by Nicolette Orji
If you were to place a piece of fruit, vegetable, and slice of pizza in front of a child, and ask them to choose which one they would like to eat…it would most likely be the slice of pizza. In a situation like this, many parents may wish for their child to pick that piece of fruit or vegetable. Picky kids like this can drive parents insane, because parents want to make sure that their child is getting the right nutrients every day. According to the British Heart Foundation, 94% of children do not eat their recommended five-a-day servings of fruits and vegetables.
So why are children like this?
We live in a society in which everything is fast paced, especially the food. FASTFOOD. (Yes, I know, it is so hard to resist at times). It may be hard to keep a child away from it. There are advertisements on T.V. and billboards…it seems like everywhere we look, we are inundated with offers for energy-dense and nutrient-sparse foods. Did you know that some companies spend more money on the marketing of their foods/meals (e.g., the Big Kid’s Meal) than on the production of their foods? What’s even worse is that many companies spend an inordinate amount of money on marketing to children and youth.
Another reason why a child may not like fruits and vegetables is because they are forced to eat them. Research finds that pressuring children to eat ANY kinds of foods can be counterproductive, resulting in children learning to develop an aversion to those foods. Studies done by Leann Birch at Penn State University have shown that children learn to prefer the foods parents often pressure them to eat. These just so happen to be the foods that parents really want children to eat more of, like vegetables. At the same time, we don’t believe that parents should give in to their child’s every food desire. Apart from making healthy foods readily available and accessible, parents can also be the best role models for children by eating and enjoying the foods they want children to learn to like more.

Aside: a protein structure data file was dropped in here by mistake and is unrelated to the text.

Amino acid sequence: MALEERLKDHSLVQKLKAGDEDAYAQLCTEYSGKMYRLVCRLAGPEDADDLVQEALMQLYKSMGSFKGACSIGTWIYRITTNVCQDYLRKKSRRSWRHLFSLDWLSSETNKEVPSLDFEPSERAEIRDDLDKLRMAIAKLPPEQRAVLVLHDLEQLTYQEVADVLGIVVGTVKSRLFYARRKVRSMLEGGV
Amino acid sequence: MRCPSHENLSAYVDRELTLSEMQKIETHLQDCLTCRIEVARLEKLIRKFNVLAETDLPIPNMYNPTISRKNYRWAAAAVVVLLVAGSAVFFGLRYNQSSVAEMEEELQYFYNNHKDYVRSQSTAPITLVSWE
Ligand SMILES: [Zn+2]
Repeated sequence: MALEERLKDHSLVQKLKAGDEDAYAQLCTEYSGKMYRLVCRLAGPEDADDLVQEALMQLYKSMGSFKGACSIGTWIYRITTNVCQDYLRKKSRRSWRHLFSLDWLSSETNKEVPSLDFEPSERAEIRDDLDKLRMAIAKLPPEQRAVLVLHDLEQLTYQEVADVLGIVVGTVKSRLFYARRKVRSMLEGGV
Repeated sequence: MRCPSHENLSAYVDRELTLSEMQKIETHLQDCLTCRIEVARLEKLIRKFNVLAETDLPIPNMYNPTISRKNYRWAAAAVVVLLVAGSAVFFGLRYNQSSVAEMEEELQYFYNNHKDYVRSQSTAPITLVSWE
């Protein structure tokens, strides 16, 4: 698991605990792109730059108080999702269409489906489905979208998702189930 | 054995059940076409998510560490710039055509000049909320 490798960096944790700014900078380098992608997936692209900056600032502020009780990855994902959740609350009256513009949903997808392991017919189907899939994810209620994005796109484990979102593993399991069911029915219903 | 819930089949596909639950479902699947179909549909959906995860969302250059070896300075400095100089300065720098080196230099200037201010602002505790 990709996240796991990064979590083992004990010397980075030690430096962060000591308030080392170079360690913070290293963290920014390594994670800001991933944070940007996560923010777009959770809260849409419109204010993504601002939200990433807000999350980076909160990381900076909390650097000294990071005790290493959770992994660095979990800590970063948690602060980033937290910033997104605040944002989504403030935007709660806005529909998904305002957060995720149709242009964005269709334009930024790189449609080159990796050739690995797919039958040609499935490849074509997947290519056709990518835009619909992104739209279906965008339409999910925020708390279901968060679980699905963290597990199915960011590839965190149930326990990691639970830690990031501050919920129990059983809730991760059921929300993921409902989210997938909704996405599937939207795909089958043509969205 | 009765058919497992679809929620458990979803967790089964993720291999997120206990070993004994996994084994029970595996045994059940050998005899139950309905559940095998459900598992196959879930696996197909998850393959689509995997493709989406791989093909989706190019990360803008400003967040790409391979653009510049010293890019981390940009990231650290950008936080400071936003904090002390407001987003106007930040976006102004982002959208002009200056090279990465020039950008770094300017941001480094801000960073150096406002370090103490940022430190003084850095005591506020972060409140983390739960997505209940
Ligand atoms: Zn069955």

What can parents do?
Relax, There is a solution…or a couple!
Buy Healthy Snacks
- Limit intake of chips and sodas and focus more on vegetables and fruits.
- You can also consider low-fat snacks like string cheese and whole wheat snacks like crackers.
Prepare Meals and Snacks in Advance
- Making meals and snacks in advance is a good way to avoid the needing to grab unhealthy foods due to limited time.
- Ready-To-Go Fruit Salad?
I make a big batch of fruit salad each week and store them into small containers. This is very convenient for me with my busy schedule. It is also a better alternative to buying chips at a vending machine on campus.
Eat Together as a Family
- Apart from eating together, mealtimes can be a special time for connecting with children and using your own behavior to model health eating practices.
- A recent study found that adolescents in high school appreciated time spent together with family during meals.
Let Kids Have A Say
- Let children have a role in planning what they are going to eat. Let them help make meals, even take them out to buy the groceries.
- After doing some research on this topic I ran into an article on the blog Mommy’s Hangout called “6 Healthy Junk Food Alternatives”. Instead of forcing children to each fruits and vegetables, try some alternatives for junk food. These healthy alternatives could help improve and add variety to your child’s diet.
Some examples from the website:
Food kids love: Chips
A healthy alternative: Bagel Chips
Food kids love: Hot Dogs
A healthy alternative: Turkey Dogs
Food kids love: Oreos
A healthy alternative: Bananas and Raw Chocolate Spread
Food kids love: French Fries
A healthy alternative: Cheese Straws
Food kids love: Sugar-Sweetened Cereal
A healthy alternative: Organic Cereal
Food kids love: Ketchup and Ranch Dip
A healthy alternative: Hummus